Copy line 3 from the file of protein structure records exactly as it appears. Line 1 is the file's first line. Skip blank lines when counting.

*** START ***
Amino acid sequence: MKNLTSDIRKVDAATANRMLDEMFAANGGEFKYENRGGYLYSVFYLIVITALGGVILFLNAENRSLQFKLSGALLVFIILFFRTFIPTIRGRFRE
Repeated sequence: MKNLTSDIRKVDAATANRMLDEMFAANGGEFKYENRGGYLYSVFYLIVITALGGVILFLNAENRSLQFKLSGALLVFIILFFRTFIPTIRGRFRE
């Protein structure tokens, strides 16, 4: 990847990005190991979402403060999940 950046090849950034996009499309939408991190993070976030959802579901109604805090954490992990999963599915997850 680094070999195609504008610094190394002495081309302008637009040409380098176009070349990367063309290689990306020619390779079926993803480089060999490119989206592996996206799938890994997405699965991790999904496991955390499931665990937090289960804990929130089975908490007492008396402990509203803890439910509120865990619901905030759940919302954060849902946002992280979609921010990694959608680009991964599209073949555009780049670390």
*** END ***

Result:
């Protein structure tokens, strides 16, 4: 990847990005190991979402403060999940 950046090849950034996009499309939408991190993070976030959802579901109604805090954490992990999963599915997850 680094070999195609504008610094190394002495081309302008637009040409380098176009070349990367063309290689990306020619390779079926993803480089060999490119989206592996996206799938890994997405699965991790999904496991955390499931665990937090289960804990929130089975908490007492008396402990509203803890439910509120865990619901905030759940919302954060849902946002992280979609921010990694959608680009991964599209073949555009780049670390």